What’s Next for Riot Web?
After February’s release of Riot Web 1.0, it was time to take a step back, take some deep breaths, and to think big thoughts about the future. And then (ultimately) to write the very best of those thoughts on day-glo post-its and stick them to a large glass wall: the roadmap was born.
What’s a roadmap and why is it useful?
The roadmap is a set of visible product changes (mostly big ones) that we want to make, laid out in the order in which we want to make them.
Is it set in stone?
Far from it. The order of roadmap items is based on the best information we have today, but as that information changes we’ll change our plans accordingly. It is fair to say that the items to the left of the board represent a firmer commitment than those on the right.
Our roadmap doesn’t have any dates, either — it represents a relative ordering rather than a precise delivery calendar.
So how is it useful?
Firstly, it’s useful if you want to understand what we’re doing. Obviously the roadmap shows what we’re planning to work on, but hopefully it also sheds some light on why we’re not doing the things we’re not doing. There are a million important changes to make to Riot Web — hopefully you can see why we think these are the most important 😁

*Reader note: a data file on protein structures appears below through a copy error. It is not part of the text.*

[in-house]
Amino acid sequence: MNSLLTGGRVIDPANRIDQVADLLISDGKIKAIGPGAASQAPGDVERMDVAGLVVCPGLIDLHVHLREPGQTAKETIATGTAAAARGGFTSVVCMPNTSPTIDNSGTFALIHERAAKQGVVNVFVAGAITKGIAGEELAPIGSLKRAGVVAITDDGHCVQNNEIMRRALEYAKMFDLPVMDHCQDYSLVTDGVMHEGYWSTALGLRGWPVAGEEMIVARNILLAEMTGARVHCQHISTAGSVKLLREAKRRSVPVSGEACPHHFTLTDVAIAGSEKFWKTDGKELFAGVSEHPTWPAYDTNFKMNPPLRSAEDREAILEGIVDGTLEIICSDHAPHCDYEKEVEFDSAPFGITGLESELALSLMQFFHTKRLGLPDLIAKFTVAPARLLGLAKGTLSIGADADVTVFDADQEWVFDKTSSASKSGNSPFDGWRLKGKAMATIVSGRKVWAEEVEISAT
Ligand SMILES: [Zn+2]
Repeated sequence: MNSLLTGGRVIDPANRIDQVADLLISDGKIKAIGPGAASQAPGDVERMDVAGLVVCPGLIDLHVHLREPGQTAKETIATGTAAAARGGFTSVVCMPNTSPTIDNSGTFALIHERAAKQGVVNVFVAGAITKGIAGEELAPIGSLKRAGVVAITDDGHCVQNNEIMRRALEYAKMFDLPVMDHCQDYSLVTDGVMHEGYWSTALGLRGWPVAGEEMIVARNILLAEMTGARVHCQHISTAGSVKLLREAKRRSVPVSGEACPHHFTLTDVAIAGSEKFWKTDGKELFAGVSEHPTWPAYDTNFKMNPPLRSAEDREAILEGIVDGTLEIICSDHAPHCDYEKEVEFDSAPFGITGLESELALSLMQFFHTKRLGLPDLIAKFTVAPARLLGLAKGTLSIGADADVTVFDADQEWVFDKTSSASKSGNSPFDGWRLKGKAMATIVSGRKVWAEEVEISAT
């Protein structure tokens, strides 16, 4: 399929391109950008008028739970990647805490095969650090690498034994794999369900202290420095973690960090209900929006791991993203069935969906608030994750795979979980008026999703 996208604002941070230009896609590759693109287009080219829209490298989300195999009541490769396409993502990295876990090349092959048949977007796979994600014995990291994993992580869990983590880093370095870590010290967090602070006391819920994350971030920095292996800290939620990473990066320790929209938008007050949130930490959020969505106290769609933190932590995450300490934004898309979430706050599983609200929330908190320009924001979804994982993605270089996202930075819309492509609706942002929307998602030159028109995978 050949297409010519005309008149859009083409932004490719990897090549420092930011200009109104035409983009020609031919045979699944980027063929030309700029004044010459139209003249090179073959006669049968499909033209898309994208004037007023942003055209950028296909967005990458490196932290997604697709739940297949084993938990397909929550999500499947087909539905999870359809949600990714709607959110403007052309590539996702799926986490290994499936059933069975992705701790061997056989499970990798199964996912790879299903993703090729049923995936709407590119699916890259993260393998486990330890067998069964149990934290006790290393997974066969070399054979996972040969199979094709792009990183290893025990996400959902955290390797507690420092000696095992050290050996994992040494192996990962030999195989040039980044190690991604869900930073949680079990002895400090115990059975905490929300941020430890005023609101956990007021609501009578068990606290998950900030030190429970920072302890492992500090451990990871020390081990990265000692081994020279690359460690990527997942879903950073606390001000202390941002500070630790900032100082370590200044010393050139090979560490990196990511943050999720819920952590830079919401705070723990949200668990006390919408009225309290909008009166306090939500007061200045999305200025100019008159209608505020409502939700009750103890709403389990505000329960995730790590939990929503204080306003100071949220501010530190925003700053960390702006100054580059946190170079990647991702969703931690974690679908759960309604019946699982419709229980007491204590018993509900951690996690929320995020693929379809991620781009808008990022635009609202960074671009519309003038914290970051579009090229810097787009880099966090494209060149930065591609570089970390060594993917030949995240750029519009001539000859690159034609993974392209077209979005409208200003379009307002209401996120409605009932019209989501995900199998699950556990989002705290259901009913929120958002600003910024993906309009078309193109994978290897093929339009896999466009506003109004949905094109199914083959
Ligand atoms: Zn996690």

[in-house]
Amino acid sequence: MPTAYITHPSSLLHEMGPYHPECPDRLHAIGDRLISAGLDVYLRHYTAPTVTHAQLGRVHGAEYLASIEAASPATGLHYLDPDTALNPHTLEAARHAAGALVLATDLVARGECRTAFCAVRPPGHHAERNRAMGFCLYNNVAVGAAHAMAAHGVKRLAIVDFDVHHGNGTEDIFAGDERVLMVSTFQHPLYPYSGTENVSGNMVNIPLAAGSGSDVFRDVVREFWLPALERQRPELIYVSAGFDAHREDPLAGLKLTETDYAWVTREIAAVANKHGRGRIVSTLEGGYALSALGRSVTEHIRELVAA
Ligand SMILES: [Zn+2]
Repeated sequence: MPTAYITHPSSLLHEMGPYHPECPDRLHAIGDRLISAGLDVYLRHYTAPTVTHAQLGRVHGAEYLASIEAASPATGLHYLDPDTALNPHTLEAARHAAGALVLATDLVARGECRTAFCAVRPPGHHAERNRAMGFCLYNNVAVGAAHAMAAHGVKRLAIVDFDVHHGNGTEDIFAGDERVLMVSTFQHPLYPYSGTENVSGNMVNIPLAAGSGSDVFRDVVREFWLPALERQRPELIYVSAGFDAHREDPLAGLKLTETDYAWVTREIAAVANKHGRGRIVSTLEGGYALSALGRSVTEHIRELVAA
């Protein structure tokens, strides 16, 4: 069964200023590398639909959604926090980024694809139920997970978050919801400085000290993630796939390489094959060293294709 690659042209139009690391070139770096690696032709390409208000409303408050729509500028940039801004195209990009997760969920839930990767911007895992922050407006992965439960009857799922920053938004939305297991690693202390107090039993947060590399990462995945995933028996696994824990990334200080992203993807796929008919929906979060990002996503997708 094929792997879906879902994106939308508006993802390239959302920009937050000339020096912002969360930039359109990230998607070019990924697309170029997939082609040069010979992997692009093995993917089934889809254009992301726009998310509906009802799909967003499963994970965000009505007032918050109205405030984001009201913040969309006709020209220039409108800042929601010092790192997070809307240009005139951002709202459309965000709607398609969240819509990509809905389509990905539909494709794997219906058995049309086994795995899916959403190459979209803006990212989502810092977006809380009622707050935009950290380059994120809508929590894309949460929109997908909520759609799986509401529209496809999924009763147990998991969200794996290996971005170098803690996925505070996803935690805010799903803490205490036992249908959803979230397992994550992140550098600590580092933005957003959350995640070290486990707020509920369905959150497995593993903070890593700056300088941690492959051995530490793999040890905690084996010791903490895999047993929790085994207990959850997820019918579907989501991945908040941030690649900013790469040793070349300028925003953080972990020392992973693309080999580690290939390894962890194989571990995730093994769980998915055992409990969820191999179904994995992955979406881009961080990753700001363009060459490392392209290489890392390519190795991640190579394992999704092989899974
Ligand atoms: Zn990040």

Secondly, if you’re using Riot.im Web commercially and would like to see something that’s particularly valuable to you be tackled sooner than it’s currently expected— roadmap positioning can be negotiable, for a fee 🤑. Please get in touch at https://vector.im/contact-us.
Finally and foremost, the roadmap helps us all to visualise the impact of our decisions. If we make a new commitment, what impact will that have on the future?
How did we agree the roadmap?
Once 1.0 was out the door, we gathered the whole team — product, design, dev + representatives from Synapse, Spec and the mobile teams — to talk about what’s next.
We sourced ideas from our own experience of the platform, feedback in community rooms, and upvoted GitHub issues, and (heavily inspired by the Backend team’s approach) mapped all of those ideas into a giant matrix. Each item was positioned according to its relative value and difficulty:
Then we haggled amongst ourselves to try and make sure everything was in roughly the right relative position (if you’re unhealthily interested in our thought processes you can check out the Google Sheets we used to collaborate: one for product features and one for platform stability items).
Like the Backend team before us, we found this approach made it very easy to identify relative priority, and once we were done it was easy to extract the high value, tractable targets and pull them together into the roadmap:
That’s too much to read! Show me a video instead.
All right! Here’s Matrix Live S3 E19, staring yours truly (as “man with cold”) and Matthew (appearing as “man soon to have cold”) taking you through all of the items currently on our roadmap. Watch it!
Is this everything you’re doing?
No! The roadmap is mostly meant to represent large, visible changes to the product. There’s still plenty of work to do alongside these changes: quick enhancements too small to track, and adjacent activities like refactoring or improving our testing and our build/release processes.
That’s all for now
I hope you enjoy reading our roadmap! If you have any feedback or questions do please share in #riot-web, or message me directly on @tom:lant.uk.